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Discussion Starter · #1 ·
I thought my shoes were adjusted so that the clip was at the ball of my feet, but it seems that my toes throb while I'm rideing. I still have a little room to slide the mount back on my shoe. Should I do this, or do I possibly need new shoes?
 

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Discussion Starter · #3 ·
no they seem to fit fine. I checked and my toes aren't pushed up against the front of the shoe at all. I just got back into mtb'ing so it could just take some getting used to. I am trying to eliminate any pains so I can ride longer and faster though.
 

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Sock Puppet...

What kind of socks are you wearing when riding?

Sometimes bulky regular white athletic socks are just a tad too meaty and thick and can cause discomfort because they can "sag" and the material can bunch up towards the front of the foot.

So if you are wearing such socks, ditch'em and try the thinner tighter fitting cycling style socks.
 

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I'd actually say it sounds like your shoes are a bit too loose or deep.

If they're too loose then you end up pushing down harder with your toes and screwing them up to try and keep your feet in place whilst riding.

For cycling in they should be a far tighter fit than trainers or normal shoes. If you've got lace up clipless cycling shoes they won't hold your foot in place very well either. The shoe needs at least velcro straps and/ or ratchet bindings to fasten down properly.

Putting an extra insole in may help.

Cycling shoes tend to have hard foot beds as well and a bit more cushioning can work wonders sometimes.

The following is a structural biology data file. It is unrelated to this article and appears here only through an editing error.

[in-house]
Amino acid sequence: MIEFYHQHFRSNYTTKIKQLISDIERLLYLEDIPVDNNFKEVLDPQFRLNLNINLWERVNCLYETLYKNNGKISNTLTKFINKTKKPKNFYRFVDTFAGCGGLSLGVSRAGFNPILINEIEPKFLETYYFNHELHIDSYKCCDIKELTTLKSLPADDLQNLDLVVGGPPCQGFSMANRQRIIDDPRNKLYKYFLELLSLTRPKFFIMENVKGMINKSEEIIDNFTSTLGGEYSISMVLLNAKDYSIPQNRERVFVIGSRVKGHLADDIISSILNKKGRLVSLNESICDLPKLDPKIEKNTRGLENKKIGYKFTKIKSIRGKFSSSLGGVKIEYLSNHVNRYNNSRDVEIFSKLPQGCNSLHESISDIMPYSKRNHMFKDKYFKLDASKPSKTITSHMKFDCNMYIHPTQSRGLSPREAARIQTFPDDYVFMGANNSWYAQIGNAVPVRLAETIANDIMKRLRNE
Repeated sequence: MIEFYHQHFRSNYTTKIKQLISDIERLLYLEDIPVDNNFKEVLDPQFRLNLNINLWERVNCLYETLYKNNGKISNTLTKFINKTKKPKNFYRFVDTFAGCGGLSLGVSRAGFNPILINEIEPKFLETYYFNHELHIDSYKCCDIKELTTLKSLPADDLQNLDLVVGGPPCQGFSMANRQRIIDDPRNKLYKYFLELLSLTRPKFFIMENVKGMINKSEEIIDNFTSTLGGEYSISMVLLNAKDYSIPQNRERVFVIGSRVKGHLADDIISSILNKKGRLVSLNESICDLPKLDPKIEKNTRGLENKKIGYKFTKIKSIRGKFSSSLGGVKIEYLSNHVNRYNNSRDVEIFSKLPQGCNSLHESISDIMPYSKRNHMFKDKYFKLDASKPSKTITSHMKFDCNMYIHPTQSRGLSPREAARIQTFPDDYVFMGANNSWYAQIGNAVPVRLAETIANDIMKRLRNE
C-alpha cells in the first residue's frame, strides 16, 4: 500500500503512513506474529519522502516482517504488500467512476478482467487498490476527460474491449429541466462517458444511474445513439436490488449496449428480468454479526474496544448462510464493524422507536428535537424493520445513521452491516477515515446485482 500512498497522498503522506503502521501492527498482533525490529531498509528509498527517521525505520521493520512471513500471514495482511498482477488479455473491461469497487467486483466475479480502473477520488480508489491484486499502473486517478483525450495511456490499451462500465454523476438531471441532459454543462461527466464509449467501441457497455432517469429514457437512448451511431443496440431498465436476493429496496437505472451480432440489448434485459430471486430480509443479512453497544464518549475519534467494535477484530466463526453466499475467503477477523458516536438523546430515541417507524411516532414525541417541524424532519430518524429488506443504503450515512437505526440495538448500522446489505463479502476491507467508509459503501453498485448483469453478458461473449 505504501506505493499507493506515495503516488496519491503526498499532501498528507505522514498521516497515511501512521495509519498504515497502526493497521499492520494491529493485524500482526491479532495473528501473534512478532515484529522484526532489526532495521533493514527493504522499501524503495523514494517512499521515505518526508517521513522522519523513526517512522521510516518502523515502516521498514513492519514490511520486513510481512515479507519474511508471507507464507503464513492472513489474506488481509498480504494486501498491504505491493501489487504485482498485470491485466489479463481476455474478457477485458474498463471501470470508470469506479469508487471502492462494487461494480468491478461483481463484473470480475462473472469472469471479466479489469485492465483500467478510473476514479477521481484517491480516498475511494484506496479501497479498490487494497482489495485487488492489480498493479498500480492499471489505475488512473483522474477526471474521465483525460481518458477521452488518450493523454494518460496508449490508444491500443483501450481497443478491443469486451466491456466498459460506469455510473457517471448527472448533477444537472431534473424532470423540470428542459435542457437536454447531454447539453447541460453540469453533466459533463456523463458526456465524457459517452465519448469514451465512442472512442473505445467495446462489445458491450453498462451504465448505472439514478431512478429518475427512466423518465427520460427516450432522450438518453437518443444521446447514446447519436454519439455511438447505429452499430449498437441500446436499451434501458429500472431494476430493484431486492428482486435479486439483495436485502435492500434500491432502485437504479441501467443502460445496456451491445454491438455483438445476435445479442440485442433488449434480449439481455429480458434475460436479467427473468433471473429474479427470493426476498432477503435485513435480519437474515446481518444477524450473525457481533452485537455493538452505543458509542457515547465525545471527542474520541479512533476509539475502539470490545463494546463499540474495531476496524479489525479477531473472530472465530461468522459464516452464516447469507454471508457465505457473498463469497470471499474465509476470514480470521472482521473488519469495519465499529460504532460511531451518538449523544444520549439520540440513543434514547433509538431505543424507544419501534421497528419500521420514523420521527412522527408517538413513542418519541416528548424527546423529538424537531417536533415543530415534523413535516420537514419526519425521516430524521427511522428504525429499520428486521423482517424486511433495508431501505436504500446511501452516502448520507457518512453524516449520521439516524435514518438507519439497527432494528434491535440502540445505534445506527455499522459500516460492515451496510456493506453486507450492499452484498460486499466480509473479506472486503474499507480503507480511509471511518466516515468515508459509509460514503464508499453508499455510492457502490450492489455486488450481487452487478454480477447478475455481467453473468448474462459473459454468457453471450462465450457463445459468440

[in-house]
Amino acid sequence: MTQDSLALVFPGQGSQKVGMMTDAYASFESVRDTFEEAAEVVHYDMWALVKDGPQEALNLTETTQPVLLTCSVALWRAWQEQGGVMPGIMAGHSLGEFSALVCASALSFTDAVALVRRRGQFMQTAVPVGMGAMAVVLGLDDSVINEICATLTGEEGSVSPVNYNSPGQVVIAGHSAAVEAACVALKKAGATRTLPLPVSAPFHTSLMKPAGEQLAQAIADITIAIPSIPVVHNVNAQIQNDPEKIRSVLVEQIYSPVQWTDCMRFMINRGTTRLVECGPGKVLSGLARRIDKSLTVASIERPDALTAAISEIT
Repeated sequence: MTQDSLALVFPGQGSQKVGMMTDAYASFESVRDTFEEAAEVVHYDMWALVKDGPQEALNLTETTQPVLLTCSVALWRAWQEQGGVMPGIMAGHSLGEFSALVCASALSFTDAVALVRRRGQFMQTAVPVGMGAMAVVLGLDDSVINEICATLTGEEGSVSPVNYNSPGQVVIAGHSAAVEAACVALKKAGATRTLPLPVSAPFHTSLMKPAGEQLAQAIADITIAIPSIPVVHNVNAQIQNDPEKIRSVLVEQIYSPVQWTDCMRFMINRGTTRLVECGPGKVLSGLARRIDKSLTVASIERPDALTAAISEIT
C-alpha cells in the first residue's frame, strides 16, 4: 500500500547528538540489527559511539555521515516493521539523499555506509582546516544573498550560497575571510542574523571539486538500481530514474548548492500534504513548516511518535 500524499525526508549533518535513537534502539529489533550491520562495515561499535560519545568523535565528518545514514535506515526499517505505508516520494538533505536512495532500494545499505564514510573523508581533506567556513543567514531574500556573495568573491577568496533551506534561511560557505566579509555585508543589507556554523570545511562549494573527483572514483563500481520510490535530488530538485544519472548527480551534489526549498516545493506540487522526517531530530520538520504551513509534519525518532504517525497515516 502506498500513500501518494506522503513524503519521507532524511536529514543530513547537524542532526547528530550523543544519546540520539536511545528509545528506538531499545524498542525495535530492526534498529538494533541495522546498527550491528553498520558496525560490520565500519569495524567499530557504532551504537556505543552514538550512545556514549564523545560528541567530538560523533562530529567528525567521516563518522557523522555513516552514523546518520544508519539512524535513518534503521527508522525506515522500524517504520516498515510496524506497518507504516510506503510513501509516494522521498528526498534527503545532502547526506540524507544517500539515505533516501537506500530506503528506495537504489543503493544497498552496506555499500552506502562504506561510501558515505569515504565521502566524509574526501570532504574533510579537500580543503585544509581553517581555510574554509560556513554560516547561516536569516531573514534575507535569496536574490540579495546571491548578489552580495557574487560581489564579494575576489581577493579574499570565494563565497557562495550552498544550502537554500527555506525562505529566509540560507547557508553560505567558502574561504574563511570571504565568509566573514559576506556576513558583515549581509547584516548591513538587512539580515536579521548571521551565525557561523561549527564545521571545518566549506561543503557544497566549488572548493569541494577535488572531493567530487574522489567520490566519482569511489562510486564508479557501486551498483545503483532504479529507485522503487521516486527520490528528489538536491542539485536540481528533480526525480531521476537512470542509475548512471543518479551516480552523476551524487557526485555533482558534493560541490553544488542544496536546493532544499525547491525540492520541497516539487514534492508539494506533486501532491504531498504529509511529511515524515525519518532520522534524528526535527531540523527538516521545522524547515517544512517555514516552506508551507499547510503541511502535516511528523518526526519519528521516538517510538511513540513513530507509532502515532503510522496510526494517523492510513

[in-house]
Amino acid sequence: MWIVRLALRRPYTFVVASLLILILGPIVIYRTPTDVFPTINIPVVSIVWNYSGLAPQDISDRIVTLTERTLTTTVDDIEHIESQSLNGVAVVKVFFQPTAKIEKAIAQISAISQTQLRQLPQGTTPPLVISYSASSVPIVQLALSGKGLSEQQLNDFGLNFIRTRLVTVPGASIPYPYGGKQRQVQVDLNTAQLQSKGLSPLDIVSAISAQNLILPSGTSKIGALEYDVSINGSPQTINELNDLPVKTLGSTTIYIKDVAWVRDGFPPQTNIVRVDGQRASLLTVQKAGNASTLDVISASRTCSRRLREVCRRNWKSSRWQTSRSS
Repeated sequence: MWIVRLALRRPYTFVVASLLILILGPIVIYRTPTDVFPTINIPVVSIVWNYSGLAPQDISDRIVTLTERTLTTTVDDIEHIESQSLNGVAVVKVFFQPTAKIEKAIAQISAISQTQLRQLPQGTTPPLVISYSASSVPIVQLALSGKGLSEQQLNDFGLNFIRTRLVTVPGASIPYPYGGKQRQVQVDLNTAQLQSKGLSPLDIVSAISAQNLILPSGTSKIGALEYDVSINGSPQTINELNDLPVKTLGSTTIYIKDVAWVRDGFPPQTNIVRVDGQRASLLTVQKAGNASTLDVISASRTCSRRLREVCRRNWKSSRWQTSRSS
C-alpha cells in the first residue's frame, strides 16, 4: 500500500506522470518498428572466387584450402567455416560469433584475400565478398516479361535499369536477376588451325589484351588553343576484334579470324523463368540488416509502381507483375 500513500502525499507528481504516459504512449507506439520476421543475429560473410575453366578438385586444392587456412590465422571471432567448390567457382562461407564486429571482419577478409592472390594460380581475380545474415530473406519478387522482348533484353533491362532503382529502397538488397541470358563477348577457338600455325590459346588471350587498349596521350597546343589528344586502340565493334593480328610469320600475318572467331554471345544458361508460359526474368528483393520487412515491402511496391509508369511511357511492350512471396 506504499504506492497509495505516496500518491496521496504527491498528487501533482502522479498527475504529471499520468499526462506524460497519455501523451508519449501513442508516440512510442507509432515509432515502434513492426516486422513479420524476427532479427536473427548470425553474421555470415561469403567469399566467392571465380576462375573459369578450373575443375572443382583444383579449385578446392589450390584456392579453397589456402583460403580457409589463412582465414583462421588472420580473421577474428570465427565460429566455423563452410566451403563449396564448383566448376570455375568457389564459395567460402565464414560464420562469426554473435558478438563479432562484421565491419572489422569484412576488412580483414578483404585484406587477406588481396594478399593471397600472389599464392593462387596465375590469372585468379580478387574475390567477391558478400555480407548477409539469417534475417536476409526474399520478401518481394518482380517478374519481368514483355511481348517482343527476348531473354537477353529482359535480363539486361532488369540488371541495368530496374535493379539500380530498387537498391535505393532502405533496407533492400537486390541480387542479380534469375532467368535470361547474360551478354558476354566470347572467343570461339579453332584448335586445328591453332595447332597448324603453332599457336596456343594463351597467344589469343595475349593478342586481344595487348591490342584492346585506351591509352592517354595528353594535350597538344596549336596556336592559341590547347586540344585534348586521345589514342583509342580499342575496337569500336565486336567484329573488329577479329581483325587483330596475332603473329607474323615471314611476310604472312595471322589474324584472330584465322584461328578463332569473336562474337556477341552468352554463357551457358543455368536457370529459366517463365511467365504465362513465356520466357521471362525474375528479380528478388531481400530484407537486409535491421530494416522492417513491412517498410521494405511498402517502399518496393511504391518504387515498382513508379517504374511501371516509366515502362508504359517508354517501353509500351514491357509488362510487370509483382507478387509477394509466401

Hope that helps.:)
 

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Discussion Starter · #6 ·
Great advice guys. First off I wear normal socks that could be bunching up at the ends. 2nd They could use a extra insole also. Thanks for the advice.
 

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mbogosia said:
I thought my shoes were adjusted so that the clip was at the ball of my feet, but it seems that my toes throb while I'm rideing. I still have a little room to slide the mount back on my shoe. Should I do this, or do I possibly need new shoes?
go to www.wellfeet.com. It has some good info.

Also do a search at www.roadbikerider.com for more info.

There are lots of reasons why toes hurt, go numb, burn, etc.
I've had the problem for more than 10 years and have been actively trying different things for the past year.

I am an overpronator, which puts a lot of stress on the ball of my foot causing my big toe to go numb. I just got some custom orthotics. They are 3/4 length. I am not sure about them yet. I am still getting hot foot, but I need to reserve full judgement till after 6 weeks to ensure break in period. My mtb shoes are also small on my right foot causing some complications

I will say however, that I have seen a very noticeable increase in power to the pedals.

Here are some things to try before dropping the cash on custom orthotics.

-Get rid of the standard sock liner that comes with most shoes They suck. Use an aftermarket insole like Superfeet, Sole, down unders, or even a spenco or Dr. Scholls.

-Move your cleat rearward to decrease pressure on the ball of the foot

-try specialized shoes with the body geometry insole and design.

-Try bigger shoes, try smaller shoes, try shoes with a bigger toe box.
some say that bigger shoes create too much friction causing hot spots, or like the one post above suggested that you have to push down too hard.

-Try thin liner socks
-Try cycling socks like Defeet
-try wool socks.
-try bare feet.

-Bottom line for me is that none of the above worked, and I'm going the route of custom orthotics. This first pair I got from an outfit that I think didn't listen to my needs. I'm going to give them a few more weeks, than will call they guy at www.wellfeet.com. He is a cyclist and has treated some big names, so I think of anyone he will understand what needs to be done.
 

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You can get some very nice looking custom road shoes moulded to your feet with carbon soles but there isn't much offered in the way of custom MTB shoes.:(

Custom shoes cost a fortune too. I'd buy some if they weren't so much.:(

Something else to remember with typical SPD pedals is that all the pedalling pressure is concentrated in a very small spot.

Something like the Shimano M545 Platform SPD spreads the load over more of the shoe and might help reduce hot spots.
 
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